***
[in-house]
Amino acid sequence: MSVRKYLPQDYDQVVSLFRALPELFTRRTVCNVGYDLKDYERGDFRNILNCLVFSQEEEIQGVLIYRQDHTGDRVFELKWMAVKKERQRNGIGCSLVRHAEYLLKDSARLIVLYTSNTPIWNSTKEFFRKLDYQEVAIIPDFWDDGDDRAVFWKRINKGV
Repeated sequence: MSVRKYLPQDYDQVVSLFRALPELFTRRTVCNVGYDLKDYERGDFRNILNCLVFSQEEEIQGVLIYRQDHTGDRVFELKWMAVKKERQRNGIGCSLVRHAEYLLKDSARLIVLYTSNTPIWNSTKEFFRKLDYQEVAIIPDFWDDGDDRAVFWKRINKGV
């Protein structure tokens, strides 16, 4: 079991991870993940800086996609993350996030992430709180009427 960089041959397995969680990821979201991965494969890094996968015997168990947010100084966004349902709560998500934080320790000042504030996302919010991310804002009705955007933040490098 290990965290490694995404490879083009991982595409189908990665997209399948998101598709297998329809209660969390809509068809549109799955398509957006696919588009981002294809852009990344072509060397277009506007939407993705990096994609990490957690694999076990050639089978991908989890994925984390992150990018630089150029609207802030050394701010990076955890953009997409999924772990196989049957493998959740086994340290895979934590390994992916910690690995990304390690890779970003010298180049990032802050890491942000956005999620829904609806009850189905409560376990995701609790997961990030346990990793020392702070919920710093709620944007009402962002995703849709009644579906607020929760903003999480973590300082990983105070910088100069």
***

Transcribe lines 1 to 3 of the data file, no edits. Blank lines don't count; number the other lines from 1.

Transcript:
[in-house]
Amino acid sequence: MSVRKYLPQDYDQVVSLFRALPELFTRRTVCNVGYDLKDYERGDFRNILNCLVFSQEEEIQGVLIYRQDHTGDRVFELKWMAVKKERQRNGIGCSLVRHAEYLLKDSARLIVLYTSNTPIWNSTKEFFRKLDYQEVAIIPDFWDDGDDRAVFWKRINKGV
Repeated sequence: MSVRKYLPQDYDQVVSLFRALPELFTRRTVCNVGYDLKDYERGDFRNILNCLVFSQEEEIQGVLIYRQDHTGDRVFELKWMAVKKERQRNGIGCSLVRHAEYLLKDSARLIVLYTSNTPIWNSTKEFFRKLDYQEVAIIPDFWDDGDDRAVFWKRINKGV